80 Parker v. Parker, 293 Ga. 300, 745 S.E.2d 605 (2013).
81 Spurlock v. Department of Human Resources, 286 Ga. 512, 690 S.E.2d 378 (2010); Williamson v. Williamson, 293 Ga. 721, 748 S.E.2d 679 (2013).
82 Davis v. Davis, 287 Ga. 897, 700 S.E.2d 404 (2010); Lewis v. Robinson, 254 Ga. 378, 329 S.E.2d 498 (1985).
83 Schmidt v. Schmidt, 270 Ga. 461, 510 S.E.2d 810 (1999).
84 Walker v. Estate of Mays, 279 Ga. 652, 619 S.E.2d 679 (2005) (action by former wife and children against estate for decedent’s failure to maintain life insurance policy as required by divorce decree, held to be a “domestic relations case [ ]” and therefore subject to the discretionary appeal procedure, but not a “divorce or alimony case” and therefore within the jurisdiction of the Court of Appeals, rather than the Supreme Court); Gates v. Gates, 277 Ga. 175, 176, 587 S.E.2d 32, 33–34 (2003) (appeal involving immunity from tort claim); Rutter v. Rutter, 316 Ga. App. 894, 730 S.E.2d 626 (2012), rev’d on other grounds, 294 Ga. 1 (2013); (appeal involving suppression of evidence); Lacy v. Lacy, 320 Ga. App. 739, 740 S.E.2d 695 (2013) (appeal involving rulings on custody and recusal); Stearns Bank, N.A. v. Mullins, 333 Ga. App. 369, 776 S.E.2d 485 (2015) (setting aside a security deed, regardless of contempt of divorce decree); Robertson v. Robertson, 333 Ga. App. 864, 778 S.E.2d 6 (2015) (setting aside a transfer pursuant to a divorce).
85 Horn v. Shepherd, 292 Ga. 14, 732 S.E.2d 427 (2012); Morris v. Surges, 284 Ga. 748, 750, 670 S.E.2d 84, 86 (2008); Griffin v. Griffin, 243 Ga. 149, 253 S.E.2d 80 (1979).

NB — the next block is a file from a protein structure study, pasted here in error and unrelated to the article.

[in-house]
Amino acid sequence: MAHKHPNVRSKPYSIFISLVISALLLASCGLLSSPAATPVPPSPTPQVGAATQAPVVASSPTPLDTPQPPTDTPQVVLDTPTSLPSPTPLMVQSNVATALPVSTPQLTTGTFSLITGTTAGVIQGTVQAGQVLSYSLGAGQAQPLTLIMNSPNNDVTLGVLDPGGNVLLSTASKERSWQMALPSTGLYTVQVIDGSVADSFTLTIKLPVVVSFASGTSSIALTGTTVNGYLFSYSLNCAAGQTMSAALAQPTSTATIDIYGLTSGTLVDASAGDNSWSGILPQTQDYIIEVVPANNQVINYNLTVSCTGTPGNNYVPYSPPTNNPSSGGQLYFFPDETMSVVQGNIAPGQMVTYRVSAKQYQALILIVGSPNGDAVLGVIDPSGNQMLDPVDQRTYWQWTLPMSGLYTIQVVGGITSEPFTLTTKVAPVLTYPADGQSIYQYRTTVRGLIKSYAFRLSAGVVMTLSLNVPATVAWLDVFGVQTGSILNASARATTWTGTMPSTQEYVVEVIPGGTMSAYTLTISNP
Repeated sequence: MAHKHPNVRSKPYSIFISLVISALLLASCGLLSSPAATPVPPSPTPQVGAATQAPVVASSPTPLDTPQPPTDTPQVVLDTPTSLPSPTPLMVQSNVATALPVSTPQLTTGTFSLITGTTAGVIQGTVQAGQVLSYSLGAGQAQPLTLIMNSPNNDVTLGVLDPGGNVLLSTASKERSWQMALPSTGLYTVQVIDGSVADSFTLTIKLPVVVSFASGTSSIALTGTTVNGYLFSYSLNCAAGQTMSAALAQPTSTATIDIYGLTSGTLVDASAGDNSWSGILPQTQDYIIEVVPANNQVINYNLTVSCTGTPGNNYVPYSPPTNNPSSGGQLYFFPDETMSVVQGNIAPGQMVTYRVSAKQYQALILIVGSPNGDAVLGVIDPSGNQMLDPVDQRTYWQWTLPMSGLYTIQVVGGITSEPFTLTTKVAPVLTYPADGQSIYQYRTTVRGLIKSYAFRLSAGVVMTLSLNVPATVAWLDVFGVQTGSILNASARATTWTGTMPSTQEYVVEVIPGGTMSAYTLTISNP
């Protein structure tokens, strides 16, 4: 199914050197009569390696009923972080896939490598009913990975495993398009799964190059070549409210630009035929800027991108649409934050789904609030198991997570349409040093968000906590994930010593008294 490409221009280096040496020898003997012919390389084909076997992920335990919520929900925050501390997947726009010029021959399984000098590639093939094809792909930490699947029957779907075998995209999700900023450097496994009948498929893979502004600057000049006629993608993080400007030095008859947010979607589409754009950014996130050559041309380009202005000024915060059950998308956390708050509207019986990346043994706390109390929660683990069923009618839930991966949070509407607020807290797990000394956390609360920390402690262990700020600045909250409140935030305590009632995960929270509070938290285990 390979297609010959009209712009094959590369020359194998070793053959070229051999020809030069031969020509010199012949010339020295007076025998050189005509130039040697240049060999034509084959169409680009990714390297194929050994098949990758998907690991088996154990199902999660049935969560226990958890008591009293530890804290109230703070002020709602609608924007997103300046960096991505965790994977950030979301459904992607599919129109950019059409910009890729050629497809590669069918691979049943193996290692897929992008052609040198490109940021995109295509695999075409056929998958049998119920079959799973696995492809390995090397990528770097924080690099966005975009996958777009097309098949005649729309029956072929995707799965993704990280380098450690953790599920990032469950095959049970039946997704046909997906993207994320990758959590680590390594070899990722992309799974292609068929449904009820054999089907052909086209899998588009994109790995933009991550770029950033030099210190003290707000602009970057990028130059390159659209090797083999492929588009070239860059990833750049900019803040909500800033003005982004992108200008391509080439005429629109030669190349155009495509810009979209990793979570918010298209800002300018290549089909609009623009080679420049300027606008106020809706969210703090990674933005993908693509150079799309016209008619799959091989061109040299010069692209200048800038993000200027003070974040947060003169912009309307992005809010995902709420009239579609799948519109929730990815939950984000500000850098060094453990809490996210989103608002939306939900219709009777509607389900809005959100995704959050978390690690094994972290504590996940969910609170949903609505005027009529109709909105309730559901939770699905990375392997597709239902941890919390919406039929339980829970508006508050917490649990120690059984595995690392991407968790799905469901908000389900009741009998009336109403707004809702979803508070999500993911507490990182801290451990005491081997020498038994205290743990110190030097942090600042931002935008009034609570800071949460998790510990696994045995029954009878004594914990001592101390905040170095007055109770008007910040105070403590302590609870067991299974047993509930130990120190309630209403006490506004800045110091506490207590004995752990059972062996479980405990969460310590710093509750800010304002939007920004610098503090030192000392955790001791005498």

86 Davis v. Davis, 287 Ga. 897, 700 S.E.2d 404 (2010).
87 Cain v. State, 277 Ga. 309, 588 S.E.2d 707 (2003).
88 Sanders v. State, 280 Ga. 780, 631 S.E.2d 344, 345 (2006).89Langlands v. State, 280 Ga. 799, 633 S.E.2d 537 (2006) (The trial court had granted a new trial as to the murder charges, but not the other charges).
§ 12:4.Selecting the proper court—Particular types of cases, Ga. Appellate Practice § 12:4

Documents from German police indicate that nearly 2,000 men, including many Syrian and Iraqi refugees, sexually assaulted 1,200 German women New Years Eve 2015

Brittius posted this article before I did, you can see his:
https://wordpress.com/read/feeds/55750485/posts/1364662082
DailyCaller
Daily Caller News Foundation
WORLD

Eight Iraqi Refugees Convicted Of Gang-Raping German Tourist
Photo of Saagar Enjeti
SAAGAR ENJETI
Reporter
2:46 PM 03/02/2017
24481356
An Austrian court convicted eight Iraqi refugees Thursday of participating in a gang rape of a German tourist New Years Eve in 2015, the Associated Press reports.

All of the men entered Austria during the 2015 refugee wave, and five of the men were granted asylum by the Austrian government. The 25-year-old female German tourist was extremely intoxicated during the incident, and the defense claimed she might have sent “false signals” to her attackers.

The assault was not the only one committed by refugees that night. Sexual assaults were reported in other German cities as well. Documents from German police indicate that nearly 2,000 men, including many Syrian and Iraqi refugees, sexually assaulted 1,200 German women New Years Eve 2015.

Berlin’s biggest pool was even forced to hire burly security guards to deter Muslim refugees from touching women. German civil society organizations also created councils to teach refugees Western norms at pools — chief among these norms is not touching women.

In some cases, German girls have taken to wearing temporary tattoos at public pools that say “no” to stop unwanted sexual attention. A leaked German police report from July reveals that “sexual offences are recording a huge increase.”

“In particular, offenses of rape and sexual abuse of children in bathing establishments is significant,” according to the report. The police identify the offenders as “for the most part immigrants.”

Read more: http://dailycaller.com/2017/03/02/eight-iraqi-refugees-convicted-of-gang-raping-german-tourist/#ixzz4aWOXFHdr

WND EXCLUSIVE: 8 BLOODY TERROR ATTACKS IN U.S. IN 18 MONTHS HAVE 1 THING IN COMMON

When Abdul Ali Artan tried to run over a crowd of helpless students at Ohio State University, then got out of his car and slashed as many as he could with a butcher knife, media titans CNN, CBS and NBC treated it as an isolated incident.